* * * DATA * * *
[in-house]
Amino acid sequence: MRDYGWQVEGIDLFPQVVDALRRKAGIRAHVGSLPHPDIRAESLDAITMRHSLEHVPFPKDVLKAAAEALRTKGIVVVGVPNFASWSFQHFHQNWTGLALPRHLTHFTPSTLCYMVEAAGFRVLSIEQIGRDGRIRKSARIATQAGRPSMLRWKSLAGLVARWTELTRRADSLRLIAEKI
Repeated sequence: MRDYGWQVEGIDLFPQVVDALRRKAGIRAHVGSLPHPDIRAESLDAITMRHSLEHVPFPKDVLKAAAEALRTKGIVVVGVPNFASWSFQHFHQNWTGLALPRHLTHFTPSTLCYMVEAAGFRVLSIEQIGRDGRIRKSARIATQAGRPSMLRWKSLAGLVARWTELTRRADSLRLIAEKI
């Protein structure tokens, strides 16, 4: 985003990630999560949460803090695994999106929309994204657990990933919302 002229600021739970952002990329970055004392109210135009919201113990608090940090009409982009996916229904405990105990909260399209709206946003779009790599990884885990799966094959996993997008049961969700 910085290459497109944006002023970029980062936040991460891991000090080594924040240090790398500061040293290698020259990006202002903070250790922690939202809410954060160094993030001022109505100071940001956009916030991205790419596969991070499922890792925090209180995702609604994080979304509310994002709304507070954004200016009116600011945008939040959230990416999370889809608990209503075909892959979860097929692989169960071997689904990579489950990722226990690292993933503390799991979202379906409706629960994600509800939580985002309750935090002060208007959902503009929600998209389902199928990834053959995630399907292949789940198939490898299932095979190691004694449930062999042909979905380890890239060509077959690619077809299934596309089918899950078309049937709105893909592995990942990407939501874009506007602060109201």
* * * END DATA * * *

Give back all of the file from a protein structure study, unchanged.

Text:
[in-house]
Amino acid sequence: MRDYGWQVEGIDLFPQVVDALRRKAGIRAHVGSLPHPDIRAESLDAITMRHSLEHVPFPKDVLKAAAEALRTKGIVVVGVPNFASWSFQHFHQNWTGLALPRHLTHFTPSTLCYMVEAAGFRVLSIEQIGRDGRIRKSARIATQAGRPSMLRWKSLAGLVARWTELTRRADSLRLIAEKI
Repeated sequence: MRDYGWQVEGIDLFPQVVDALRRKAGIRAHVGSLPHPDIRAESLDAITMRHSLEHVPFPKDVLKAAAEALRTKGIVVVGVPNFASWSFQHFHQNWTGLALPRHLTHFTPSTLCYMVEAAGFRVLSIEQIGRDGRIRKSARIATQAGRPSMLRWKSLAGLVARWTELTRRADSLRLIAEKI
């Protein structure tokens, strides 16, 4: 985003990630999560949460803090695994999106929309994204657990990933919302 002229600021739970952002990329970055004392109210135009919201113990608090940090009409982009996916229904405990105990909260399209709206946003779009790599990884885990799966094959996993997008049961969700 910085290459497109944006002023970029980062936040991460891991000090080594924040240090790398500061040293290698020259990006202002903070250790922690939202809410954060160094993030001022109505100071940001956009916030991205790419596969991070499922890792925090209180995702609604994080979304509310994002709304507070954004200016009116600011945008939040959230990416999370889809608990209503075909892959979860097929692989169960071997689904990579489950990722226990690292993933503390799991979202379906409706629960994600509800939580985002309750935090002060208007959902503009929600998209389902199928990834053959995630399907292949789940198939490898299932095979190691004694449930062999042909979905380890890239060509077959690619077809299934596309089918899950078309049937709105893909592995990942990407939501874009506007602060109201």